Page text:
Last Saturday, to get ourselves in the mood to see a play about John Wayne Gacy, my friend Randall and I paid a visit to the site of Gacy’s northwest-suburban home, where he buried many of the 33 young men and boys he tortured and killed in the 70s.

Gacy’s old neighborhood, out by O’Hare in Norwood Park Township, is full of modest working-class houses set off by the odd castle. A vacant ranch house stands on the remains of Gacy’s razed bungalow, apparently built by someone who could live with the site’s freaky past.

I knew Gacy was the creepy clown with the crawl space and a penchant for brutal gay sex, but that was about it. I didn’t know about the pedophilia. I didn’t know that he stuffed his victims’ underwear or socks into their mouths to silence their screaming as he tortured, raped, and strangled them. Randall, who’s done quite a bit of research into famous serial killers, filled me in on some of those tidbits and more. Randall has a theory about Gacy: that he was more spider than human. With a chilling efficiency he lured victim after victim to his lair, where he didn’t just kill them but first sucked them dry. He wasn’t mean; killing was simply his nature. I’m not sure what I think of that theory, but thinking about it makes me more than a little scared of the human race. Not excluding Randall.

We went there to be creeped out, like from ghost stories around a campfire, but being there sent me over my fear threshold. One step onto the wet, mushy ground of Gacy’s old backyard and I was paralyzed. I imagined I was walking on bodies that were never found, my feet sinking into viscera.

Even the driveway felt ominous. As soon as I forced myself to walk the length of it I regretted it. I saw a couple forlorn trees, a shovel leaned against the back of the house, a window slightly ajar. I couldn’t look inside very long for fear of what might look back at me.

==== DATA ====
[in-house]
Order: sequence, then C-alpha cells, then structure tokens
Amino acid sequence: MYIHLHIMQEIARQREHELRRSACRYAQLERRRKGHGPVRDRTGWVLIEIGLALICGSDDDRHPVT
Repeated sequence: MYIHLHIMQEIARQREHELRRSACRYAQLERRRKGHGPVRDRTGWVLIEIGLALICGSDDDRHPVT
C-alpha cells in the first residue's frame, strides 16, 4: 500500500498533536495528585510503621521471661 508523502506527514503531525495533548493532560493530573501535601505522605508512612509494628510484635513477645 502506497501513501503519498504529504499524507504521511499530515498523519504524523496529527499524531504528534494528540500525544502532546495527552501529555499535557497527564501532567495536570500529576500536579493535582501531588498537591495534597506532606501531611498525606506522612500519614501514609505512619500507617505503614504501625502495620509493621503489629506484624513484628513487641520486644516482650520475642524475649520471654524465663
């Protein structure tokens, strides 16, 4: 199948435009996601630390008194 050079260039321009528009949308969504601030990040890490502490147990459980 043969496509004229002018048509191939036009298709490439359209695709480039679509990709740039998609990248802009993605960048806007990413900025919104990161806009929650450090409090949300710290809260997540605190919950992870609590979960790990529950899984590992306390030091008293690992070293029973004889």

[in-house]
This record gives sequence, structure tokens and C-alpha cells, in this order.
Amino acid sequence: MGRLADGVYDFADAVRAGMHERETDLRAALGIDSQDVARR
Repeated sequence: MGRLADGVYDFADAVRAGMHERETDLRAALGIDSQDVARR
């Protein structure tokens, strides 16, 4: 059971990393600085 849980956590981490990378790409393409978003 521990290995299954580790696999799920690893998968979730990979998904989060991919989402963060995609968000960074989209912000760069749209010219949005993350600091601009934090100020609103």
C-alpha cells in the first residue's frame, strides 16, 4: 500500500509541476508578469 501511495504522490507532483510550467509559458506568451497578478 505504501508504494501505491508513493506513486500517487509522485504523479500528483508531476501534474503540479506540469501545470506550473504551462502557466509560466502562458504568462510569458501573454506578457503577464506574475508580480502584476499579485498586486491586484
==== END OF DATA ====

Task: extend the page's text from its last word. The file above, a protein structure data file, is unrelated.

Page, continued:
A delirious terror took control of my brain. I imagined some pervert Gacy fanatic waiting for idiots like us to come along so he could do heinous things to us. I imagined the yard was loaded with traps, that my next step would land me in a lasso that would tighten around my ankle and next thing I knew I’d be hanging upside down by one leg from a tree.

Meanwhile Randall was bounding through the yard like a possessed archaeologist, armed with a spoon from my kitchen and a small plastic MAC bag from my eyeliner purchase the day before. “Come back!” I whimpered. “I’m scared!”

He crouched in front of some low shrubbery and dipped the spoon into the earth. Finally my refusal to be outdone overcame my inner chicken. “Wait for me!” I hissed, running over to him.

“Three scoops,” he muttered. “Like Raisin Bran.”

Randall was starting to scare me more than the evil vibes from the place, but scariest of all was the thought of being alone, so I grabbed his arm. Spaced-out on fear, I didn’t notice that he was scanning our surroundings intently, searching for something. When I snapped out of it I was being jerked across the yard.

“Feel it out, feel it out, feel it out,” Randall chanted under his breath, pacing the lawn. Suddenly he dropped to the ground. “Right here!” he exclaimed, and stooped to jab the spoon into the grass.